½ teaspoon ground coriander (3 calories)
3 cups (750 ml) vegetable stock (60 calories)
thinly peeled rind of 1 lemon, peel only not bitter white pith
3 cups spinach or silverbeet, leaves only, no stalks, shredded (21 calories)
freshly squeezed juice of 1 lemon (12 calories)
sea salt and freshly ground pepper, to taste
PLACE lentils in a bowl and wash thoroughly until the water runs clear. Drain and set aside.
HEAT one tablespoon oil in a heavy based pan or wok and sauté pumpkin pieces until they are golden all over. Remove to a large bowl and set aside.
ADD the remaining tablespoon oil to the wok, then add onion and cook until soft and translucent.
ADD chilli, ginger and garlic. Fry for a minute or so until fragrant, then add turmeric, garam masala, chilli powder, paprika, cumin and coriander. Stir well to combine before stirring in lentils, pumpkin, tomatoes, lemon peel and stock.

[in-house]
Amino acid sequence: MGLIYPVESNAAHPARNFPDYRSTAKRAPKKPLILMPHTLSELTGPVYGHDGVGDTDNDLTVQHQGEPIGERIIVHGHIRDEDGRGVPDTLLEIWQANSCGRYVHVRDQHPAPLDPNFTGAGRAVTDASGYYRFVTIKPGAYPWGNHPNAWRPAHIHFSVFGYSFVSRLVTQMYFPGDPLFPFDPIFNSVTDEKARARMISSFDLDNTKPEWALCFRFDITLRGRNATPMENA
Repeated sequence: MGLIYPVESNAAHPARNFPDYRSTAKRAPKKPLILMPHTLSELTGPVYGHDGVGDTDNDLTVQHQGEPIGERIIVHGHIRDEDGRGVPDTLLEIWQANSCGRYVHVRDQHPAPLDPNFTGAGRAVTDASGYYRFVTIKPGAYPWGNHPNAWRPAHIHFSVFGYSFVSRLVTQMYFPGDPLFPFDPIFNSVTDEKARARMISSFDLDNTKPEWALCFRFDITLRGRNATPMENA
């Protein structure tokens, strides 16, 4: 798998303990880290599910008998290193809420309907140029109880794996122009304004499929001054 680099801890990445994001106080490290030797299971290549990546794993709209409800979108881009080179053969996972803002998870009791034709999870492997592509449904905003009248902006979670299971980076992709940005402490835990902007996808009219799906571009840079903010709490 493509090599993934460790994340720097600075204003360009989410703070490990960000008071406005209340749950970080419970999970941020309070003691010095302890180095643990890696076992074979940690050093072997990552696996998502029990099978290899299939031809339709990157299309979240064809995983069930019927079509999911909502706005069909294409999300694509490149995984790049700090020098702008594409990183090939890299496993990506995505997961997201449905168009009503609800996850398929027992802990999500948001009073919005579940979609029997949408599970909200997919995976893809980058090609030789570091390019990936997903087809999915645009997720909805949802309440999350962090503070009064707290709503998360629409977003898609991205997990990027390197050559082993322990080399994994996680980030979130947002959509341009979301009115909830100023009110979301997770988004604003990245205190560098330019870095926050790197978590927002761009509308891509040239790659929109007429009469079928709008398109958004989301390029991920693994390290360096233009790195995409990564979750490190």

SIMMER, covered, over medium heat for about 20 minutes, stirring occasionally, until lentils have collapsed and pumpkin is soft. Add more stock or water, as required if the dhal becomes too thick.
STIR through shredded spinach or silverbeet. Simmer for another 2 – 5 minutes or so until greens have wilted, bearing in mind that the spinach will cook faster than the silverbeet.
REMOVE from heat, discard lemon peel. Season to taste with plenty of sea salt and freshly ground pepper.
SERVE with freshly squeezed lemon juice.
I so love the look of this, and the tastes. Lentils? Already a favourite! Spinach? Yum. Together? Almost certainly delicious with pumpkin. And we have a few pumpkins thanks to the autumn veggie garden harvest.
There’s nothing sweeter than a home grown pumpkin – even the colour is brighter.
You might be right. I had never thought to check.
I noticed it last year making pumpkin soup – without exception everyone at the table asked if I had added saffron or turmeric to the pot.
Definitely trying this! I’ve never made a dish like this, but sounds yummy! Thank you 🙂
It is! Hope you like it. Leftovers are even better the next day.